Part of the reason for the creation of the DFS was to “promote the reduction and elimination of … unethical conduct by … insurance … institutions and their customers.”  See Financial Services Law § 102(k).  After a lengthy five-year investigation, the DFS determined that some of practices of the title insurance industry “resulted in higher premiums and closing costs for consumers [and, therefore,] violate Insurance Law § 6409(d).”  Land Title at *2.  Specifically, DFS found that title insurers were spending “excessive” amounts of money on gifts, trips, entertainment, meals and the like (“Inducements”) to attract title insurance business from those able to direct title insurance business to a particular company and that such expenses were directly impacting the amount that consumers were paying for title insurance premiums.  Land Title at *2.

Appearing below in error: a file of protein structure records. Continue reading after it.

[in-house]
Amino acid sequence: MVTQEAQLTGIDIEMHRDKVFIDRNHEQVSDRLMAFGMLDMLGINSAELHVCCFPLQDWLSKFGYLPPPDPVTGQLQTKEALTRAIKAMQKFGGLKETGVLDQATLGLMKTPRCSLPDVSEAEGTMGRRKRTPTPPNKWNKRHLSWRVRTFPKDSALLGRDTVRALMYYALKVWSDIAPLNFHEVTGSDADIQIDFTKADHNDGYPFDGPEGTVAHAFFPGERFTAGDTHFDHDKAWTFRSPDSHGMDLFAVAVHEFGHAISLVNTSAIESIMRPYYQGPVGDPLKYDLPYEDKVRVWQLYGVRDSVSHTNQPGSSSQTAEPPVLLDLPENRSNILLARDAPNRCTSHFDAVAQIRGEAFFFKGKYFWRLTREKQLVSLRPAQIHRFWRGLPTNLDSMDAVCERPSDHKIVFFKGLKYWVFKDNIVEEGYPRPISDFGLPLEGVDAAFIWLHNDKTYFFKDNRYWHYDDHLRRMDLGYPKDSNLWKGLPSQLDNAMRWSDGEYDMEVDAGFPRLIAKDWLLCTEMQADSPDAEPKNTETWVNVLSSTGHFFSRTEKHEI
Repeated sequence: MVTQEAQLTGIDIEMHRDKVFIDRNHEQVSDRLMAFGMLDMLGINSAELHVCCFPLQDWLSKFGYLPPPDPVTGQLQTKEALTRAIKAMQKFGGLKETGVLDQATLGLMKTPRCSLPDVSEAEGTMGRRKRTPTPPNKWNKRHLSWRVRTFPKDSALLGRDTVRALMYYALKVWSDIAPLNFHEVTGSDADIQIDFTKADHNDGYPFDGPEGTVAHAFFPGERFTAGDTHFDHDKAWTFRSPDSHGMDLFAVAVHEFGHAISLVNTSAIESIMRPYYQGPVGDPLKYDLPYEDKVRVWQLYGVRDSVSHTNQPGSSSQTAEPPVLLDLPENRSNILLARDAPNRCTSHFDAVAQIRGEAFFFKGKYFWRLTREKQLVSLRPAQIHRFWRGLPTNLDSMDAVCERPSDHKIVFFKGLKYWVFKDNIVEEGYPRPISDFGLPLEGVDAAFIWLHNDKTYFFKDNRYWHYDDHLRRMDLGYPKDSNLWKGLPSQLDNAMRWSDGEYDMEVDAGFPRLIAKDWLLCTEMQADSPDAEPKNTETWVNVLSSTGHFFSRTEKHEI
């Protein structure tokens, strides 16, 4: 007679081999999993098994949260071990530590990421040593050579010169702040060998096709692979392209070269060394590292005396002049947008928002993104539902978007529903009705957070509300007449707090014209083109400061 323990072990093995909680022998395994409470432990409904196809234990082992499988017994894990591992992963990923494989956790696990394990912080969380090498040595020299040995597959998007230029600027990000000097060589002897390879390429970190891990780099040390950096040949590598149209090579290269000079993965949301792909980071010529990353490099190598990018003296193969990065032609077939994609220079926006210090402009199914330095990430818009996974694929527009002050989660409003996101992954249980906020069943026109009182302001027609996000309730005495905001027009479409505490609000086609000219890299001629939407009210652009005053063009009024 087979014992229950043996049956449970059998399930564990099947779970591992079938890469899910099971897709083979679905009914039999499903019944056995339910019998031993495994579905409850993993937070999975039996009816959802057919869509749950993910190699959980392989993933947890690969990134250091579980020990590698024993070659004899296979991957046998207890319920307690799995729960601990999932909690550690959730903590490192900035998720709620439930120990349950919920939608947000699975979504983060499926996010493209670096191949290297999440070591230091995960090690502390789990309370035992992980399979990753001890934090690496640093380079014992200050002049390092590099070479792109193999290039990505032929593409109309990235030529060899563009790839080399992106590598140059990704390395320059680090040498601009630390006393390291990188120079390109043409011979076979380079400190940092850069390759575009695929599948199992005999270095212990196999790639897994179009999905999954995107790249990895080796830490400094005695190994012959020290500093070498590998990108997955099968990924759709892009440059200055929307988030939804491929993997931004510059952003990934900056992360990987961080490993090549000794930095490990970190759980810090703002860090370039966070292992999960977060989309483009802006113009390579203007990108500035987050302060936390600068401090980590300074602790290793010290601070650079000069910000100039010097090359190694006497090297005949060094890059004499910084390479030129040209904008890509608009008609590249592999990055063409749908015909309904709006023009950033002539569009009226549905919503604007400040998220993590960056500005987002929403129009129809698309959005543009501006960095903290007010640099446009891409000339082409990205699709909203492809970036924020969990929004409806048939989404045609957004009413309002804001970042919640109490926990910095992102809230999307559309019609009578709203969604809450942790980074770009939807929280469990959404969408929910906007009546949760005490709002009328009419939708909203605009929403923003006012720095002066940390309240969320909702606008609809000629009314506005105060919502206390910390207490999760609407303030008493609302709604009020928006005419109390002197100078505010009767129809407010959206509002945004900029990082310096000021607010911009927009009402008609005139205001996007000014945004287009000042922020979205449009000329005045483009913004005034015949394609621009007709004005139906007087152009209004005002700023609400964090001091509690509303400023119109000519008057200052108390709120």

DFS determined that the title insurance industry’s practices violated Insurance Law § 6409(d).  Thus, “[t]o prevent such practices and to protect consumers from exorbitant costs, DFS promulgated Insurance Regulation 208.”  Land Title at *3; Insurance Regulation 208 (11 NYCRR 228).  In determining the necessity of Insurance Regulation 208, the DFS recognized that:

Consumers of title insurance usually rely upon the advice of real estate professionals, including attorneys or real estate agents, who order the policy on their behalf.  Consumers also typically pay any invoice presented at the closing without seeking documentation or further clarification….

See 11 NYCRR 228.0(a); Land Title at *3.